Homo altruisticus- my anubhooti.
Prof. B. M. Hegde,
Vernon Smith and Daniel Kahneman, of the famous Chicago University, wrote an experimental study paper on their “scientific “study at the Chicago Stock Exchange of human honesty. They demonstrated that all humans are hardwired to be altruistic and basically very good. The Nobel Committee did not waste time to give them the Nobel Prize in 2002 for economics. John Little, a young but brilliant professor of the same University, repeated the same experiment without daily watching what people did and showed that while not being watched, everyone cheated everyone. He wrote a paper in the same journal on Homo Economicus which demonstrated that greedy people threw honesty into the thin air when monetary benefit was involved. Truth is bitter and can only influence half a score of men in a century while falsehood and mystery will drag millions by the nose. Even the Nobel committee goes by falsehood and mystery! What one does when no one is watching is one’s culture.
I make mistakes too often because of altruism. My recent experience (anubhooti) is worth recording here for others’ benefit. I was returning from my village yesterday after attending a funeral function in the family. It was an unusually hot afternoon at 2 PM. The village roads could be quite hostile too. En route in the middle of the jungle I noticed an elderly person waiting in a bus shelter to catch a bus that runs infrequently in that village road. By that time our taxi driver had crossed the bus stop. I asked to stop and go back to pick up the elderly person if he is going on our way so that his heat and anxiety could be relieved. Reluctantly, he obliged grumbling that it is not a good idea to help people in such situations. I get some pleasure in helping people in distress. Man was going to Manipal which was on my way anyway. We made some room for him in the car and took him in the front seat all by himself. We even got the front seat pulled back for him to stretch his legs. Man seemed to be happy but did not look that he was obliged to us. That is fine.
The man was a retired employee of the Kirloskar’s factory for thirty years and now that he is retired and had lost his wife he came from North Karnataka to Manipal to stay with his nephew working here in Manipal. He had come to our village temple for a function and a midday meal. By then we had reached the main Manipal road. Manipal was eight miles away. Let us call him Ram for short, not his name though, for our discussion here. Ram was very happy all through but never once told even by mistake that he was obliged to us for picking him up.
Three miles short of Manipal is this small hamlet called Parkala where my wife’s uncle lives alone. He is a good 93 years old and feels happy if I just stop over and wish him. He is very active and fit. When we reached the house on our road side I asked the driver to stop for five minutes for me to see the old man and wish him. I asked Ram for his permission and he said “of course, I am in no hurry”. I told the driver to keep the A/C on lest Ram should feel hot inside a stationary car; I hope that the driver did oblige. In our part of the world the roads go up and down always. The car had stopped on an incline facing down towards Manipal.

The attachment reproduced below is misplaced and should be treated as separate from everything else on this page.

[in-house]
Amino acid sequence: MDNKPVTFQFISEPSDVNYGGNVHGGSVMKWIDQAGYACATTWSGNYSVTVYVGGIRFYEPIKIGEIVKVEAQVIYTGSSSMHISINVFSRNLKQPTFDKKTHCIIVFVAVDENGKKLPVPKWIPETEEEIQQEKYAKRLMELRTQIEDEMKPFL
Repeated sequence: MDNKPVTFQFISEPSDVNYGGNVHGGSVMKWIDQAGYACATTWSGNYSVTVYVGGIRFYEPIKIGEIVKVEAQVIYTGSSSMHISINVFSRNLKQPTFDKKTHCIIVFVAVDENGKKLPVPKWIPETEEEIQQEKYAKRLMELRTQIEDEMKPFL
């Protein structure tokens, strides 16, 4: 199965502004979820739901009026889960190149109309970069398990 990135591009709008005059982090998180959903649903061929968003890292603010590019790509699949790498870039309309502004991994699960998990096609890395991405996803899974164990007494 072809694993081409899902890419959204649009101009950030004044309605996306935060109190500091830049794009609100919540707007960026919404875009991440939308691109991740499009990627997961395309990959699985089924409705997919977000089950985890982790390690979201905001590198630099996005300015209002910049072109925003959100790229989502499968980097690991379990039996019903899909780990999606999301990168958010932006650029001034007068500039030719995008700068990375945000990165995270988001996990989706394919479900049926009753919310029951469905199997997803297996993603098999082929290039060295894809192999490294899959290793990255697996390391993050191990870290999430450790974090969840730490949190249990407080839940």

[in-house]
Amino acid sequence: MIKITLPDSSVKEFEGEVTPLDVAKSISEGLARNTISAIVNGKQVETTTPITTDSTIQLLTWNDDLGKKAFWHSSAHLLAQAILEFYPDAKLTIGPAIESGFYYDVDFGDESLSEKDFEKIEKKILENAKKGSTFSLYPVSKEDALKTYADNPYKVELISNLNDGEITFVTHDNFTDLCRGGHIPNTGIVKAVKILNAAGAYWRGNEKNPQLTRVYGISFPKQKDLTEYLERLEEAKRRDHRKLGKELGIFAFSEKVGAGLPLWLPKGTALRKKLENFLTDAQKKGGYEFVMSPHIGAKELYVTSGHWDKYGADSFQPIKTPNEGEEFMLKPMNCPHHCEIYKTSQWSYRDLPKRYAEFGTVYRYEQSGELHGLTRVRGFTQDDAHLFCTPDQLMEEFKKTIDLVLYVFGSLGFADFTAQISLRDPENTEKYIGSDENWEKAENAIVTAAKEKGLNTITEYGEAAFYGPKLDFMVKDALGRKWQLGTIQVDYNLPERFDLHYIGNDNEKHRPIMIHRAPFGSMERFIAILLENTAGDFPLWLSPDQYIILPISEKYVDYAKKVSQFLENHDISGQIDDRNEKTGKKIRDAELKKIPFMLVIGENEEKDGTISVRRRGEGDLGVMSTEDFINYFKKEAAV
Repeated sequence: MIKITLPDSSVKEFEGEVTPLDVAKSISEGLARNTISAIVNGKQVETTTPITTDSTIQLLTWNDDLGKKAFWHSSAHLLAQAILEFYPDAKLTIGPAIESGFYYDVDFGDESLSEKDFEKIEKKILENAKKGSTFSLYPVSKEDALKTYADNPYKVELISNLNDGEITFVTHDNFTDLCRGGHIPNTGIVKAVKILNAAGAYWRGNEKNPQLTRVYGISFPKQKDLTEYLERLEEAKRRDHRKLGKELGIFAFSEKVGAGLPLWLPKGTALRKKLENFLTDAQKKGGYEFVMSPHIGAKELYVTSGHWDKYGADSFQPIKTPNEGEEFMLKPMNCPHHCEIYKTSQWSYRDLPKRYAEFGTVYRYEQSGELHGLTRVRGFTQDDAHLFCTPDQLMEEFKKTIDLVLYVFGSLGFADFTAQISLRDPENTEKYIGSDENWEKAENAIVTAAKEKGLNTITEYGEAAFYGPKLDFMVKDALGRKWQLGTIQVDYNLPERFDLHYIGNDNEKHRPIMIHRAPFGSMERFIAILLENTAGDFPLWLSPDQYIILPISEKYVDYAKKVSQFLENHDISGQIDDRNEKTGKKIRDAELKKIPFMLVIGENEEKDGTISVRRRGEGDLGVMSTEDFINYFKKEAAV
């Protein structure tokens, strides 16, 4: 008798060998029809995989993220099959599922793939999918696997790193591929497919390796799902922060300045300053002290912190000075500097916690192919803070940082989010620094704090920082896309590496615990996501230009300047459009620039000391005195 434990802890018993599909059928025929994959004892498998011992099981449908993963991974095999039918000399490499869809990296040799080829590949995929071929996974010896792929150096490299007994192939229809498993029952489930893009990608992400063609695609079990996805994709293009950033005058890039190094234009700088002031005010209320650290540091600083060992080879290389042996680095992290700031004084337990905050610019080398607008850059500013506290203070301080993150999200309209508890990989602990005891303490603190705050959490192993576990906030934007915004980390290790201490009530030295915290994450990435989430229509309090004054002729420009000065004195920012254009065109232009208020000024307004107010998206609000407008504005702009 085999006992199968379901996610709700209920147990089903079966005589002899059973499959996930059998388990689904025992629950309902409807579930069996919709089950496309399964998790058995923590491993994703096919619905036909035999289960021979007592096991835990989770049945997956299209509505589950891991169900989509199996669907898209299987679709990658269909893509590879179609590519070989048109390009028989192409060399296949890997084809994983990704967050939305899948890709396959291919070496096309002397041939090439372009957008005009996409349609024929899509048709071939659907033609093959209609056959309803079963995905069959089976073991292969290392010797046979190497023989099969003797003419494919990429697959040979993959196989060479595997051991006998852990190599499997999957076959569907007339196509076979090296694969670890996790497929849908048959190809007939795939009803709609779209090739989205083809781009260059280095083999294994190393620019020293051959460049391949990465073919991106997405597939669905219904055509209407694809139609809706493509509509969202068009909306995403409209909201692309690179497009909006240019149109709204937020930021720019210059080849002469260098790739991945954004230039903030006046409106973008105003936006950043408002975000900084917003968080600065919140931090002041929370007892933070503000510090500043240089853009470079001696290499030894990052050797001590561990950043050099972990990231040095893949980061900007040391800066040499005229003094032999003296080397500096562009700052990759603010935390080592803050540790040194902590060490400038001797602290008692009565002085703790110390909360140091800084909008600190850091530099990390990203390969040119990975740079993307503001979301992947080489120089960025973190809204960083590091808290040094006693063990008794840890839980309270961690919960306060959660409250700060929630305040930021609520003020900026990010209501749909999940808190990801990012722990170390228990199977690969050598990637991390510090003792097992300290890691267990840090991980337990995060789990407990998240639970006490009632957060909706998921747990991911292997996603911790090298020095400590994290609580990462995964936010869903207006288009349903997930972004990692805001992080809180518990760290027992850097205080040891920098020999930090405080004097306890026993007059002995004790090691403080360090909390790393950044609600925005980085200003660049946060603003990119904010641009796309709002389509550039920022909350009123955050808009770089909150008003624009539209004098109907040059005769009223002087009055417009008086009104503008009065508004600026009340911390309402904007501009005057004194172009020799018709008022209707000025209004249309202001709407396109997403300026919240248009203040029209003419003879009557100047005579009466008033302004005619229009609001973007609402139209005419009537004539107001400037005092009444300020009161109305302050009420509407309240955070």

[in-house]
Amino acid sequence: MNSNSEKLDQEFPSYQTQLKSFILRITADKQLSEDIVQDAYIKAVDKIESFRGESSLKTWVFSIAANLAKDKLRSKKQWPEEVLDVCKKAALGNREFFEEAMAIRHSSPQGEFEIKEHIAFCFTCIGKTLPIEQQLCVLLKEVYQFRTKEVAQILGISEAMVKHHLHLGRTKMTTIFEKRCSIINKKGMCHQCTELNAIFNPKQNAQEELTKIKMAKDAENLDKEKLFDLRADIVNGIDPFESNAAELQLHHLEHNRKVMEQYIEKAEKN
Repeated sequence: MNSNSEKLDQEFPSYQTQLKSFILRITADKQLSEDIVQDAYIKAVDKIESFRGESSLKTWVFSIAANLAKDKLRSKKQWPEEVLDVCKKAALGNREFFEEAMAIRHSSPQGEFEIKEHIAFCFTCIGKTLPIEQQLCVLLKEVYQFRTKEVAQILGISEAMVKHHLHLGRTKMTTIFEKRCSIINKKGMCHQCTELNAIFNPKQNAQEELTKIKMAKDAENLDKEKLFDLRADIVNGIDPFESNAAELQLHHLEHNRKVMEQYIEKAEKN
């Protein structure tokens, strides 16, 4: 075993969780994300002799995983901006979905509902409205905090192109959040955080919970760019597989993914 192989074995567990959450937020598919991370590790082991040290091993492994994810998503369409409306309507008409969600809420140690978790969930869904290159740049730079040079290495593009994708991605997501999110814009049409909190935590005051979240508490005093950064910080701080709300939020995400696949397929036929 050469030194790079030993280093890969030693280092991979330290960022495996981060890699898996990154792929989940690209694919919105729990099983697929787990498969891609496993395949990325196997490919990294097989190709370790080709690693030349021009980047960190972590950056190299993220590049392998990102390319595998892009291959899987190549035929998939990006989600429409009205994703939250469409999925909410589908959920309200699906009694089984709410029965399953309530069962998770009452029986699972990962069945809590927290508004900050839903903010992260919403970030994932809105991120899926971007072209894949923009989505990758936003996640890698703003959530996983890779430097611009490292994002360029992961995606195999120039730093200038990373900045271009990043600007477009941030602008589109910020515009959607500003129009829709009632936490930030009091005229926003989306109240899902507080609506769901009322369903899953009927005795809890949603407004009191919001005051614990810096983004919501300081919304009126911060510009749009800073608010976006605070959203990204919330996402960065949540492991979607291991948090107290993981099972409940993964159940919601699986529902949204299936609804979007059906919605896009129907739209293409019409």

My uncle was happy and I came back in jiffy with some of his home grown excellent mangoes in my hand and wanted to share them with Ram. As I got in the car would not start with the AC on. The driver told me that it needs only a push. As I got down to push the car Ram from the front seat saw a Manipal city bus behind us. He quietly got down from the seat and closed the door telling that “this car might take time to start; I am going” and got into that bus to go to Manipal three miles away! Not even a western “Thank You” was thrown at us. The irony was that the car started soon after and we overtook the same bus much before it reached Manipal. Ram was in that bus.
I had to suffer a long lecture on my going out of the way to help strangers as this driver had warned me earlier also against it. I use the same company taxi to go out of Mangalore and all the boys are well aware of this bad habit of mine. I too understand that this bad habit of mine is risky but I just cannot resist it when I see someone in trouble. This has become a compulsion with me. I feel a special feeling of exhilaration when I do something for others and I cannot explain that happiness as I feel happiness is just giving. The driver was telling me that most, if not all, people in this world are our Ram’s close relatives and ingratitude is in their blood. How very true? Ram, having had the luxury of travelling ten miles in the hot sun on village roads in our AC car did not bat an eyelid to desert us when we seemed to be in trouble. It was just 2.30 pm and he was almost at Manipal by then. The man looked very nice outwardly; little did I realise that he was so blatantly ungrateful.
I have suffered so much of it in my life that I feel it is the rule rather than exception. I laugh it off when people become Rams in my life. If someone is grateful I feel s/he is not normal although Indian culture says gratitude is a virtue and ingratitude is the biggest sin! My anubhooti in this world says that ingratitude is the norm and gratitude an exception. When you learn from life you realise that you can comprehend a lot more than can you grasp in the backdrop of the quantum world view. Life is a school and we are all students all our life. Thank you Ram for fortifying my belief. Thank you Professor John Little for exposing the real truth. Yaksha prasna indeed! World is a drama, Maya- a worlichkiet.